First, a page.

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ACKNOWLEDGMENTS I thank my advisors M. Oli, R. Carthy, and J. Nichols for their guidance and support. I thank A. Ozgul, J. Hostetler, K. Aaltonen, A. Singh, I. Ismail, and A. Jaffery for insightful comments on this study and for assistance with statistical analysis of results. Special thanks go to L. Thomas, S. Buckland, N. Adams, H. Sultan, M. Christman, and M. Sitharam for assistance with the simulation program; and to K. Miller, E. Lang, E. Cantwell, J. Martin and M. Voight for data collection. Thanks go to S. Coates and the Ordway-Swisher Biological Station, University of Florida for use of the study area and for habitat information. I thank my parents, C. Williams, and my friends from New Jersey for their support and encouragement. The Department of Wildlife Ecology and Conservation at the University of Florida and U.S. Army Corps of Engineers-Construction Engineering Research Laboratory (ACOE-CERL) provided funding for this study. Funding and logistical support was also provided by the Florida Cooperative Fish & Wildlife Research Unit at the University of Florida. 4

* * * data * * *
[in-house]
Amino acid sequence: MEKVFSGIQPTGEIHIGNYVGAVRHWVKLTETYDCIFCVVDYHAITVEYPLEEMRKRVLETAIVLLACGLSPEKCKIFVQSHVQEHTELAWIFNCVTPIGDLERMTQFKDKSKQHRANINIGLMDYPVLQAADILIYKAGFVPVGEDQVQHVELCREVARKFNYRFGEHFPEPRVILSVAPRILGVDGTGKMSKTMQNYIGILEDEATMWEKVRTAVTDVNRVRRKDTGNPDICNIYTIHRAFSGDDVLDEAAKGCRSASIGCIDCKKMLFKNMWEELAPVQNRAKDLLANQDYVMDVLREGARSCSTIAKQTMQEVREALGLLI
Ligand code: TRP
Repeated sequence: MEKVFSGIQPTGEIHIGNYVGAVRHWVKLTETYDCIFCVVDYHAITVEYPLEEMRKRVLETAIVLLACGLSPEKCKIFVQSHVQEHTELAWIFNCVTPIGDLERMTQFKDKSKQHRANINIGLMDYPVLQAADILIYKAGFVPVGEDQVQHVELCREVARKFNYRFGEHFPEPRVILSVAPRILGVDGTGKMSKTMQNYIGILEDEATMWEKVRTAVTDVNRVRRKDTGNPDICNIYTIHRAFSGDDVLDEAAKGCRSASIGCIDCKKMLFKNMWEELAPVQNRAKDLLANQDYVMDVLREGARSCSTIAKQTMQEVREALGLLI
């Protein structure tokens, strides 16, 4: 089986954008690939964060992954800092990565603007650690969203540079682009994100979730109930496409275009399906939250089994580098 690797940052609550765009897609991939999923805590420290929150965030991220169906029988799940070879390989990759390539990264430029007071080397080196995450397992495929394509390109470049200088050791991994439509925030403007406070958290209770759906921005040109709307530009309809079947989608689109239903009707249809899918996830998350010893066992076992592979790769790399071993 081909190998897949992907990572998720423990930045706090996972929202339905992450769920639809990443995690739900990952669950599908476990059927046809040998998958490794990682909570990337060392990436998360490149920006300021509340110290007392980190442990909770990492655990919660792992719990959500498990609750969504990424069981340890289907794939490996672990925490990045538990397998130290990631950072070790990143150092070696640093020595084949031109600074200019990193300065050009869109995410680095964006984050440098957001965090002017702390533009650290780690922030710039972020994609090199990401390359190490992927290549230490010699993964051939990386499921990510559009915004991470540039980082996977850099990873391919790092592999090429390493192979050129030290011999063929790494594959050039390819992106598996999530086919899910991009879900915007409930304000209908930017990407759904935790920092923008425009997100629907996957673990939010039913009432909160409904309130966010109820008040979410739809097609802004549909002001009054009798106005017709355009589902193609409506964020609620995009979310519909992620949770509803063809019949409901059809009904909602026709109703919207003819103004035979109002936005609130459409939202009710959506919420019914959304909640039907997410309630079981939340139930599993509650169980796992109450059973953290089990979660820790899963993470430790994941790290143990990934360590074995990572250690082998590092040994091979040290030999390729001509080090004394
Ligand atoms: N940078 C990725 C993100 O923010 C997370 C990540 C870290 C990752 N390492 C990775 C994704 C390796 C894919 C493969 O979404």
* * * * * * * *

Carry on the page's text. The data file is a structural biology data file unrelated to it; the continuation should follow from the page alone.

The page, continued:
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TABLE OF CONTENTS page ACKNOWLEDGMENTS ...............................................................................................................4 LIST OF TABLES ...........................................................................................................................7 LIST OF FIGURES .........................................................................................................................8 ABSTRACT .....................................................................................................................................9 CHAPTER 1 INTRODUCTION..................................................................................................................11 2 COMPARISON OF METHODS FOR ESTIMATING ABUNDANCE OF GOPHER TORTOISES...........................................................................................................................13 Introduction.............................................................................................................................13 Methods..................................................................................................................................15 Study Area.......................................................................................................................15 Line Transect Method......................................................................................................16 Pilot study.................................................................................................................16 Data collection..........................................................................................................16 Data analysis............................................................................................................17 Total Count, Sample Count, and Double Observer Methods..........................................18 Data collection..........................................................................................................18 Data analysis............................................................................................................19 Burrow Occupancy Rates................................................................................................20 Data collection..........................................................................................................20 Data analysis............................................................................................................21 Costs................................................................................................................................22 Results.....................................................................................................................................22 Line Transect...................................................................................................................22 Total Count, Sample Count, and Double Observer.........................................................23 Burrow Occupancy Rates................................................................................................24 Abundance of Gopher Tortoises......................................................................................24 Costs................................................................................................................................24 Discussion...............................................................................................................................25 Comparison of Abundance Estimation Methods.............................................................25 Burrow Occupancy..........................................................................................................27 Costs of Implementation..................................................................................................28 Conclusion..............................................................................................................................29 5